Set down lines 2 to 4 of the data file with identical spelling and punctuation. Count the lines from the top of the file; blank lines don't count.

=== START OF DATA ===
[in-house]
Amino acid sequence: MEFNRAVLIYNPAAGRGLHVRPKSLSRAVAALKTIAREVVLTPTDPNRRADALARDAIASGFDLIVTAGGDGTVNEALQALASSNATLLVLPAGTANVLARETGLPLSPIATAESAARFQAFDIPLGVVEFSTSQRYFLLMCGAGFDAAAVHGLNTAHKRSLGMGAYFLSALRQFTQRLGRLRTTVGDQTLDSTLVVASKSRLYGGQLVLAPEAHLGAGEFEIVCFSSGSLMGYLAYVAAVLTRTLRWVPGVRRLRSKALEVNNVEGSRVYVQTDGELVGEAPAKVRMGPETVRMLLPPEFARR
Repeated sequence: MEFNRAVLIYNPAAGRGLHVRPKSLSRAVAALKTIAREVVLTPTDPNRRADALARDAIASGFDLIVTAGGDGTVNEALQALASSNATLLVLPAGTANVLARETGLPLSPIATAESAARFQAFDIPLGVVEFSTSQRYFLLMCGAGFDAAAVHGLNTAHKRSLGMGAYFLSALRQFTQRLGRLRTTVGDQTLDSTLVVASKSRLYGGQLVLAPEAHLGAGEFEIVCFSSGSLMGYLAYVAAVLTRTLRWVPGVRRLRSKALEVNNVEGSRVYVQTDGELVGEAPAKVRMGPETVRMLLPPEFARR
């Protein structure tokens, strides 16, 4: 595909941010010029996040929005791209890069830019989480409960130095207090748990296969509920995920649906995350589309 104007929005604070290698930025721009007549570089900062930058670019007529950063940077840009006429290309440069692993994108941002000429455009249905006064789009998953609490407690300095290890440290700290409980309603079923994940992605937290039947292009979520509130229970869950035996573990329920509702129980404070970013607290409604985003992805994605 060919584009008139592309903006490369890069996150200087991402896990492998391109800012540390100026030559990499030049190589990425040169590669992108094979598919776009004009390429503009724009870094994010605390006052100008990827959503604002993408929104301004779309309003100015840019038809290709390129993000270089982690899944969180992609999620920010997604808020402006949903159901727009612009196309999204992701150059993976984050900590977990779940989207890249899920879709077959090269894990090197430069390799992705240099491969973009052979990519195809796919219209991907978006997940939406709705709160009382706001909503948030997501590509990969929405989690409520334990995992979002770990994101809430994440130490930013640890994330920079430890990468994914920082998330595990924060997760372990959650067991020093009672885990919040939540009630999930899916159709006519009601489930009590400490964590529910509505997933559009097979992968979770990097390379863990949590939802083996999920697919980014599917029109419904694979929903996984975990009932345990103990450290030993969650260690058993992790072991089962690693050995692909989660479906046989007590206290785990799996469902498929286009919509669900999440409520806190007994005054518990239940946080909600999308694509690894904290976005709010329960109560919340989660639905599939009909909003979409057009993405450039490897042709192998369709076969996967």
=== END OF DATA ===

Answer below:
Amino acid sequence: MEFNRAVLIYNPAAGRGLHVRPKSLSRAVAALKTIAREVVLTPTDPNRRADALARDAIASGFDLIVTAGGDGTVNEALQALASSNATLLVLPAGTANVLARETGLPLSPIATAESAARFQAFDIPLGVVEFSTSQRYFLLMCGAGFDAAAVHGLNTAHKRSLGMGAYFLSALRQFTQRLGRLRTTVGDQTLDSTLVVASKSRLYGGQLVLAPEAHLGAGEFEIVCFSSGSLMGYLAYVAAVLTRTLRWVPGVRRLRSKALEVNNVEGSRVYVQTDGELVGEAPAKVRMGPETVRMLLPPEFARR
Repeated sequence: MEFNRAVLIYNPAAGRGLHVRPKSLSRAVAALKTIAREVVLTPTDPNRRADALARDAIASGFDLIVTAGGDGTVNEALQALASSNATLLVLPAGTANVLARETGLPLSPIATAESAARFQAFDIPLGVVEFSTSQRYFLLMCGAGFDAAAVHGLNTAHKRSLGMGAYFLSALRQFTQRLGRLRTTVGDQTLDSTLVVASKSRLYGGQLVLAPEAHLGAGEFEIVCFSSGSLMGYLAYVAAVLTRTLRWVPGVRRLRSKALEVNNVEGSRVYVQTDGELVGEAPAKVRMGPETVRMLLPPEFARR
């Protein structure tokens, strides 16, 4: 595909941010010029996040929005791209890069830019989480409960130095207090748990296969509920995920649906995350589309 104007929005604070290698930025721009007549570089900062930058670019007529950063940077840009006429290309440069692993994108941002000429455009249905006064789009998953609490407690300095290890440290700290409980309603079923994940992605937290039947292009979520509130229970869950035996573990329920509702129980404070970013607290409604985003992805994605 060919584009008139592309903006490369890069996150200087991402896990492998391109800012540390100026030559990499030049190589990425040169590669992108094979598919776009004009390429503009724009870094994010605390006052100008990827959503604002993408929104301004779309309003100015840019038809290709390129993000270089982690899944969180992609999620920010997604808020402006949903159901727009612009196309999204992701150059993976984050900590977990779940989207890249899920879709077959090269894990090197430069390799992705240099491969973009052979990519195809796919219209991907978006997940939406709705709160009382706001909503948030997501590509990969929405989690409520334990995992979002770990994101809430994440130490930013640890994330920079430890990468994914920082998330595990924060997760372990959650067991020093009672885990919040939540009630999930899916159709006519009601489930009590400490964590529910509505997933559009097979992968979770990097390379863990949590939802083996999920697919980014599917029109419904694979929903996984975990009932345990103990450290030993969650260690058993992790072991089962690693050995692909989660479906046989007590206290785990799996469902498929286009919509669900999440409520806190007994005054518990239940946080909600999308694509690894904290976005709010329960109560919340989660639905599939009909909003979409057009993405450039490897042709192998369709076969996967």